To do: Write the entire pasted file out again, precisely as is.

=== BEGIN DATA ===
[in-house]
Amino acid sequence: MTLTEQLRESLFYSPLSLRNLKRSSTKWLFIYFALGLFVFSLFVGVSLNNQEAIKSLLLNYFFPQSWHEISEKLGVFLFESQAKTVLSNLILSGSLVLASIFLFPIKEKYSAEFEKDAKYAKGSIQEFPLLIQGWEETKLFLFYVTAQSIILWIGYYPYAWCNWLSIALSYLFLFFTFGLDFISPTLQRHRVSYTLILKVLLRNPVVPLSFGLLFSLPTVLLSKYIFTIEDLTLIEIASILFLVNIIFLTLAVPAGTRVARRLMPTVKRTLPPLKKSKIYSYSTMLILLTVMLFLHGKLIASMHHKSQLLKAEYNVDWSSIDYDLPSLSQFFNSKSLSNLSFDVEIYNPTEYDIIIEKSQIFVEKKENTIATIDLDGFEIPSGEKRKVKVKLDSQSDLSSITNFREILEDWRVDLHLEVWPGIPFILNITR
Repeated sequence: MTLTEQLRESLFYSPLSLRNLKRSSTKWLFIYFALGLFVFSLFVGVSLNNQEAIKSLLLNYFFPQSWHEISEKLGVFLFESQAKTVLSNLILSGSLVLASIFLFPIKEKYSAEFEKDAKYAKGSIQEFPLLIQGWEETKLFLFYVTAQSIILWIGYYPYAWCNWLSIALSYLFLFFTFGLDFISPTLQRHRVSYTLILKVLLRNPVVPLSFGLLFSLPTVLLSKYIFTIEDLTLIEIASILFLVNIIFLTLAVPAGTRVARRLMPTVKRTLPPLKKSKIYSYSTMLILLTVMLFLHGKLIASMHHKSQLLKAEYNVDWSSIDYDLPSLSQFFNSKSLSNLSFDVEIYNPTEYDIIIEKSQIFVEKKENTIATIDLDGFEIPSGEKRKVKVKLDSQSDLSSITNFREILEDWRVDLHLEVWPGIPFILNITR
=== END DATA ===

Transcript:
[in-house]
Amino acid sequence: MTLTEQLRESLFYSPLSLRNLKRSSTKWLFIYFALGLFVFSLFVGVSLNNQEAIKSLLLNYFFPQSWHEISEKLGVFLFESQAKTVLSNLILSGSLVLASIFLFPIKEKYSAEFEKDAKYAKGSIQEFPLLIQGWEETKLFLFYVTAQSIILWIGYYPYAWCNWLSIALSYLFLFFTFGLDFISPTLQRHRVSYTLILKVLLRNPVVPLSFGLLFSLPTVLLSKYIFTIEDLTLIEIASILFLVNIIFLTLAVPAGTRVARRLMPTVKRTLPPLKKSKIYSYSTMLILLTVMLFLHGKLIASMHHKSQLLKAEYNVDWSSIDYDLPSLSQFFNSKSLSNLSFDVEIYNPTEYDIIIEKSQIFVEKKENTIATIDLDGFEIPSGEKRKVKVKLDSQSDLSSITNFREILEDWRVDLHLEVWPGIPFILNITR
Repeated sequence: MTLTEQLRESLFYSPLSLRNLKRSSTKWLFIYFALGLFVFSLFVGVSLNNQEAIKSLLLNYFFPQSWHEISEKLGVFLFESQAKTVLSNLILSGSLVLASIFLFPIKEKYSAEFEKDAKYAKGSIQEFPLLIQGWEETKLFLFYVTAQSIILWIGYYPYAWCNWLSIALSYLFLFFTFGLDFISPTLQRHRVSYTLILKVLLRNPVVPLSFGLLFSLPTVLLSKYIFTIEDLTLIEIASILFLVNIIFLTLAVPAGTRVARRLMPTVKRTLPPLKKSKIYSYSTMLILLTVMLFLHGKLIASMHHKSQLLKAEYNVDWSSIDYDLPSLSQFFNSKSLSNLSFDVEIYNPTEYDIIIEKSQIFVEKKENTIATIDLDGFEIPSGEKRKVKVKLDSQSDLSSITNFREILEDWRVDLHLEVWPGIPFILNITR